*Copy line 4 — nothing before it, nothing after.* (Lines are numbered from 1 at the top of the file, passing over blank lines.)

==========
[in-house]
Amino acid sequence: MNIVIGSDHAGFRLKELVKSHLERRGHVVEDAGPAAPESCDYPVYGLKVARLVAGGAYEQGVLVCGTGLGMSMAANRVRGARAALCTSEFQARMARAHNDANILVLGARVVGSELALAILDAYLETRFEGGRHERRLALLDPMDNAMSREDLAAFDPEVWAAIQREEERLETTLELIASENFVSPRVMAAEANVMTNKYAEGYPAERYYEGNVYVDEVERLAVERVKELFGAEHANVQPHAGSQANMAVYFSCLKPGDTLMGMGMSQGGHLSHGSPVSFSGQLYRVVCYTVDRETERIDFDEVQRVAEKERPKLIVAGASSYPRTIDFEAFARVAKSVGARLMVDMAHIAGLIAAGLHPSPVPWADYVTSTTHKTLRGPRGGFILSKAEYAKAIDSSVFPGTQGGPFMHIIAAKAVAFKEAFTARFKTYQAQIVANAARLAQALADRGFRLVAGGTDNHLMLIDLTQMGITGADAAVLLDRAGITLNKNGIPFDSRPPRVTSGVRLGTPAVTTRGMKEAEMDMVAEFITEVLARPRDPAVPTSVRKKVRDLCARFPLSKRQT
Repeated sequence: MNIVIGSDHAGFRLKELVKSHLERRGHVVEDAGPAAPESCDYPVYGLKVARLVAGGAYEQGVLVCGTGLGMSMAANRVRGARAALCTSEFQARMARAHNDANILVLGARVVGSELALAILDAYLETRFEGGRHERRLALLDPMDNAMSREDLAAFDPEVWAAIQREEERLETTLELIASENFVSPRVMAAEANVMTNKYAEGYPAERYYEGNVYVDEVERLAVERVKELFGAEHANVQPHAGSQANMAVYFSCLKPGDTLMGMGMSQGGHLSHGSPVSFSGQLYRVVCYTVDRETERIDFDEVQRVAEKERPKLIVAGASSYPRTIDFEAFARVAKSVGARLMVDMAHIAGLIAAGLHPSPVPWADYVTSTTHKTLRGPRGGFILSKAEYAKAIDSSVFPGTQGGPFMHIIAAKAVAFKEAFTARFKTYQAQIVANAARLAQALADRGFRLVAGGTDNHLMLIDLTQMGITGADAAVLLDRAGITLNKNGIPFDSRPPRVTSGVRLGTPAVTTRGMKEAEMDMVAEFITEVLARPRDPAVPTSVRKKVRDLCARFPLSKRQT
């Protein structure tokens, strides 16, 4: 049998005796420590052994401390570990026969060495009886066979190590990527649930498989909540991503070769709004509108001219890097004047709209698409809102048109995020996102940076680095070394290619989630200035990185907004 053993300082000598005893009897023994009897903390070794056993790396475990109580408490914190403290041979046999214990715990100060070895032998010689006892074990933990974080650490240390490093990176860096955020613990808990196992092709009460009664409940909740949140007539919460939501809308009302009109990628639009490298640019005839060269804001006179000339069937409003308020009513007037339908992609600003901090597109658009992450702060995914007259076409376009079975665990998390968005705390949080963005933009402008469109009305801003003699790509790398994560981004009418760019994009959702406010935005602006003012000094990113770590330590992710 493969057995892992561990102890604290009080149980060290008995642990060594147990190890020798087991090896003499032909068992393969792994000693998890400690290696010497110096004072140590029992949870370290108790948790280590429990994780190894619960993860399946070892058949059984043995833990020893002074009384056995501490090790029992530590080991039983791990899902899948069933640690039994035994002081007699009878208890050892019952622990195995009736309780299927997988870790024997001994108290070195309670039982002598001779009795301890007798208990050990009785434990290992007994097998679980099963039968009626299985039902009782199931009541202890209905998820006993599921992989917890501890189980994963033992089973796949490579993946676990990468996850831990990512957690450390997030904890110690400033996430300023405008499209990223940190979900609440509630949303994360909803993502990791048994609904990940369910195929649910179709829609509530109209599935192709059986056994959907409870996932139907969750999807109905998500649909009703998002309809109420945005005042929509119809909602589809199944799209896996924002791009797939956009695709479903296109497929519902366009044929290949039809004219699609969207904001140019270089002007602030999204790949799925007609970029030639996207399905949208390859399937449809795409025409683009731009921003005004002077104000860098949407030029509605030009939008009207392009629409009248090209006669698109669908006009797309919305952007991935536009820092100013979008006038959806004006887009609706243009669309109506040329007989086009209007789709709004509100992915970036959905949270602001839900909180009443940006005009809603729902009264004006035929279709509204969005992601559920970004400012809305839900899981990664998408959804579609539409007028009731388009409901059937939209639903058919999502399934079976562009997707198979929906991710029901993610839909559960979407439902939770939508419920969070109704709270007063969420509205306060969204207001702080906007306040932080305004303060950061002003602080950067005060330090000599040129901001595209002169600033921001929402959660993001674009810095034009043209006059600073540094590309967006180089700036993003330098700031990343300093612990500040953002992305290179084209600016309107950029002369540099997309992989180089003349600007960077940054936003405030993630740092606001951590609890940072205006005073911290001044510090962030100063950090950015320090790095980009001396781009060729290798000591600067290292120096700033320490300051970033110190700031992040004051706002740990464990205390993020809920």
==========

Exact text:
């Protein structure tokens, strides 16, 4: 049998005796420590052994401390570990026969060495009886066979190590990527649930498989909540991503070769709004509108001219890097004047709209698409809102048109995020996102940076680095070394290619989630200035990185907004 053993300082000598005893009897023994009897903390070794056993790396475990109580408490914190403290041979046999214990715990100060070895032998010689006892074990933990974080650490240390490093990176860096955020613990808990196992092709009460009664409940909740949140007539919460939501809308009302009109990628639009490298640019005839060269804001006179000339069937409003308020009513007037339908992609600003901090597109658009992450702060995914007259076409376009079975665990998390968005705390949080963005933009402008469109009305801003003699790509790398994560981004009418760019994009959702406010935005602006003012000094990113770590330590992710 493969057995892992561990102890604290009080149980060290008995642990060594147990190890020798087991090896003499032909068992393969792994000693998890400690290696010497110096004072140590029992949870370290108790948790280590429990994780190894619960993860399946070892058949059984043995833990020893002074009384056995501490090790029992530590080991039983791990899902899948069933640690039994035994002081007699009878208890050892019952622990195995009736309780299927997988870790024997001994108290070195309670039982002598001779009795301890007798208990050990009785434990290992007994097998679980099963039968009626299985039902009782199931009541202890209905998820006993599921992989917890501890189980994963033992089973796949490579993946676990990468996850831990990512957690450390997030904890110690400033996430300023405008499209990223940190979900609440509630949303994360909803993502990791048994609904990940369910195929649910179709829609509530109209599935192709059986056994959907409870996932139907969750999807109905998500649909009703998002309809109420945005005042929509119809909602589809199944799209896996924002791009797939956009695709479903296109497929519902366009044929290949039809004219699609969207904001140019270089002007602030999204790949799925007609970029030639996207399905949208390859399937449809795409025409683009731009921003005004002077104000860098949407030029509605030009939008009207392009629409009248090209006669698109669908006009797309919305952007991935536009820092100013979008006038959806004006887009609706243009669309109506040329007989086009209007789709709004509100992915970036959905949270602001839900909180009443940006005009809603729902009264004006035929279709509204969005992601559920970004400012809305839900899981990664998408959804579609539409007028009731388009409901059937939209639903058919999502399934079976562009997707198979929906991710029901993610839909559960979407439902939770939508419920969070109704709270007063969420509205306060969204207001702080906007306040932080305004303060950061002003602080950067005060330090000599040129901001595209002169600033921001929402959660993001674009810095034009043209006059600073540094590309967006180089700036993003330098700031990343300093612990500040953002992305290179084209600016309107950029002369540099997309992989180089003349600007960077940054936003405030993630740092606001951590609890940072205006005073911290001044510090962030100063950090950015320090790095980009001396781009060729290798000591600067290292120096700033320490300051970033110190700031992040004051706002740990464990205390993020809920």